Dexter Lee Johnson, 42, 6584 East Brire, Lithonia, arrested by GSP and charged with DUI, maximum limits-66 in 55 MPH zone, driving without a license on person.

William Avery Padgett, 30, 191 Cornell Way, Dalton, arrested and charged with criminal trespass.

Curtis Del Silvers, 46, 200 Crawford St., Oakman, arrested and charged with obstruction of LEO.

Another scam hits Dekalb County area

The Dekalb County Sheriff’s Office is urging citizens to remain vigilant in keeping a watch out for scam artists and bogus phone calls.

On August 23rd the Sheriff’s Office received several calls about a “Sergeant Wayne Matthews,” stating that he is from the DeKalb County Sheriff’s Office and that they have missed court. He is also stating that they are going to be arrested if they do not get pre-paid cards from Wal-Mart. This person is calling from a private number and giving the Court Referral number as a call back number, according to a press release from Dekalb County Sheriff Jimmy Harris.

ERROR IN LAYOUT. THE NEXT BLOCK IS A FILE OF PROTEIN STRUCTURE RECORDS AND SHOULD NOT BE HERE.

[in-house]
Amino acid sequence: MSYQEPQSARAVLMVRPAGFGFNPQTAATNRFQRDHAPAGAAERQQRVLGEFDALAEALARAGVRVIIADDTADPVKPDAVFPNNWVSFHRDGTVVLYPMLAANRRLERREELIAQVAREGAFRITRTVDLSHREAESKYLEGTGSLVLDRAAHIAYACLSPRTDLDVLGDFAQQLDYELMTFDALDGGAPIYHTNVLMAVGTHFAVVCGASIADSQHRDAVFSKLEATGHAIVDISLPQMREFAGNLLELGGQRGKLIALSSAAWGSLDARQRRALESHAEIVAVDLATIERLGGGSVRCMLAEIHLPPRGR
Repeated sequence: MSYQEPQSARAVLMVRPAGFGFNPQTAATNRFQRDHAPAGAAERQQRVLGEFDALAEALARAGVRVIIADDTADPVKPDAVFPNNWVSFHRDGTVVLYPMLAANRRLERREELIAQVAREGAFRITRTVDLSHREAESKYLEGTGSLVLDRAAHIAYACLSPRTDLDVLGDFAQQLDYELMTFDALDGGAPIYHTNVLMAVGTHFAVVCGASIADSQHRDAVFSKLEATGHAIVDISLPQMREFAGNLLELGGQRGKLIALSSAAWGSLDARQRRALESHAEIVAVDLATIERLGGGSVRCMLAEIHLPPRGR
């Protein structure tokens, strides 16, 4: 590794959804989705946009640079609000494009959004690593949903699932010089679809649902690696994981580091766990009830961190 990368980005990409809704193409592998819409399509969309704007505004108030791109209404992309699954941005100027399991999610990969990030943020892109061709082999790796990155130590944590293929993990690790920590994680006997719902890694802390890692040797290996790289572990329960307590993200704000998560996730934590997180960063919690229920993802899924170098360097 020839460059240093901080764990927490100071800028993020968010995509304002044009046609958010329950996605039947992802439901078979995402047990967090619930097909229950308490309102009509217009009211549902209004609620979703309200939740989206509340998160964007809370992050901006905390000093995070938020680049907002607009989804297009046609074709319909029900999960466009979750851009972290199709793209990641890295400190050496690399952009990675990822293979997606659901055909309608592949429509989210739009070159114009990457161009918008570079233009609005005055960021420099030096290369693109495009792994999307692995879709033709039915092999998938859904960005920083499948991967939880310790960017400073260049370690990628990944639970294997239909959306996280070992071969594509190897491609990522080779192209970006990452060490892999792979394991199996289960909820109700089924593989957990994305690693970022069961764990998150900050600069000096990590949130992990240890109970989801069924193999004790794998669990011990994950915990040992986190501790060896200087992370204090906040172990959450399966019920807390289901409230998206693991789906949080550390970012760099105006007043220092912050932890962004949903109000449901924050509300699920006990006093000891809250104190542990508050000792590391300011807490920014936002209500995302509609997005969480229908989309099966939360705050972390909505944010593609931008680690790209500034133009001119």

Every so often the DeKalb County Sheriff’s Office receives calls about scams like this one. Some of the numbers they attempt to trace back come from a prepaid phone or an overseas number. If you receive a call like this or someone saying that they are from the IRS and that you need you to send a money order do not respond and call your local Police department or Sheriff’s office.

Sheriff Harris says “If anyone received this or any other phone call like this please be aware that this is a scam. The Sheriff’s Office definitely do not ask for money or pre-paid cards from Wal-Mart or anywhere. The Sheriff’s Office also does not collect any fines or cash bonds that money is paid and handled though the circuit clerk’s office.”

Obituaries from the Wednesday, August 24 issue of the Calhoun Times

Betty Raines

Betty Ann Raines, age 74, of Calhoun, passed away on Wednesday, Aug. 17, 2016 at Mary & Martha’s Personal Care in Rossville.

Betty was born on Oct. 9, 1941 in Jasper to the late Harvey Keener and Mary Mullins Keener. In addition to her parents, she was preceded in death by her husband, Harvey Raines, and several brothers and sisters. Betty was a member of New Town Baptist Church and retired from Mohawk Industries.